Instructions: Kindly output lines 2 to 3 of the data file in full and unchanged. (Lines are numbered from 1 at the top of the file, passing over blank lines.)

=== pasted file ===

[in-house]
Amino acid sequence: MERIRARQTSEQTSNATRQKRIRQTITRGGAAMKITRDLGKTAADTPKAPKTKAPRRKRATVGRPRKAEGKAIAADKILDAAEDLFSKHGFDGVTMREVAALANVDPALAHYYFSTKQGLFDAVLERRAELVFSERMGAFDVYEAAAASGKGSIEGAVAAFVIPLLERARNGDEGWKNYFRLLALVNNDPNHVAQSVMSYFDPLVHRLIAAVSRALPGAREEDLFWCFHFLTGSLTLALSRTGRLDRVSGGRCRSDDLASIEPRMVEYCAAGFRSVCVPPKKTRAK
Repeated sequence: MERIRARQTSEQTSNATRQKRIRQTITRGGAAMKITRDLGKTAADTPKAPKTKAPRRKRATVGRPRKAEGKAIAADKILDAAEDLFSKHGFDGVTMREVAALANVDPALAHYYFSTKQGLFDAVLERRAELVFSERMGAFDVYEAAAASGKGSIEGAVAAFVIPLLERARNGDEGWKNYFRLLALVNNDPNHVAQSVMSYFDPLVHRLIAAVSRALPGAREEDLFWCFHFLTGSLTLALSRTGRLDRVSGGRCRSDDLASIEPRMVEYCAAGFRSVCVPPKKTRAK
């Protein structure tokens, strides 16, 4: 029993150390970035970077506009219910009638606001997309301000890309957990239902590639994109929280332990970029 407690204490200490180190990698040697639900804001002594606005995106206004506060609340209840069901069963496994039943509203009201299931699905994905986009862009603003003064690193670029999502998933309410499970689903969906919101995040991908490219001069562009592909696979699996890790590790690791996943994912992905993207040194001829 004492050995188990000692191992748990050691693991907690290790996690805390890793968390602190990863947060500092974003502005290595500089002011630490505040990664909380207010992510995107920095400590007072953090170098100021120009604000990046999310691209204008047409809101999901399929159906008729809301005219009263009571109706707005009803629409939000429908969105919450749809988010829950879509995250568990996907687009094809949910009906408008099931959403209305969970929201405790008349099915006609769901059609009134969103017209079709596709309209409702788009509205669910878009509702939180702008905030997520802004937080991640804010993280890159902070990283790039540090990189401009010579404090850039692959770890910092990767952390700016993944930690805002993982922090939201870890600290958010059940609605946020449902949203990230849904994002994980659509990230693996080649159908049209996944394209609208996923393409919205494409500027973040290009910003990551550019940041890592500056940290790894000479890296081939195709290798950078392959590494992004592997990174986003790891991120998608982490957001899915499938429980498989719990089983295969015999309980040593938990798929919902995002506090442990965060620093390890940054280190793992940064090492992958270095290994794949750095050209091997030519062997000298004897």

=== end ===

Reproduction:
Amino acid sequence: MERIRARQTSEQTSNATRQKRIRQTITRGGAAMKITRDLGKTAADTPKAPKTKAPRRKRATVGRPRKAEGKAIAADKILDAAEDLFSKHGFDGVTMREVAALANVDPALAHYYFSTKQGLFDAVLERRAELVFSERMGAFDVYEAAAASGKGSIEGAVAAFVIPLLERARNGDEGWKNYFRLLALVNNDPNHVAQSVMSYFDPLVHRLIAAVSRALPGAREEDLFWCFHFLTGSLTLALSRTGRLDRVSGGRCRSDDLASIEPRMVEYCAAGFRSVCVPPKKTRAK
Repeated sequence: MERIRARQTSEQTSNATRQKRIRQTITRGGAAMKITRDLGKTAADTPKAPKTKAPRRKRATVGRPRKAEGKAIAADKILDAAEDLFSKHGFDGVTMREVAALANVDPALAHYYFSTKQGLFDAVLERRAELVFSERMGAFDVYEAAAASGKGSIEGAVAAFVIPLLERARNGDEGWKNYFRLLALVNNDPNHVAQSVMSYFDPLVHRLIAAVSRALPGAREEDLFWCFHFLTGSLTLALSRTGRLDRVSGGRCRSDDLASIEPRMVEYCAAGFRSVCVPPKKTRAK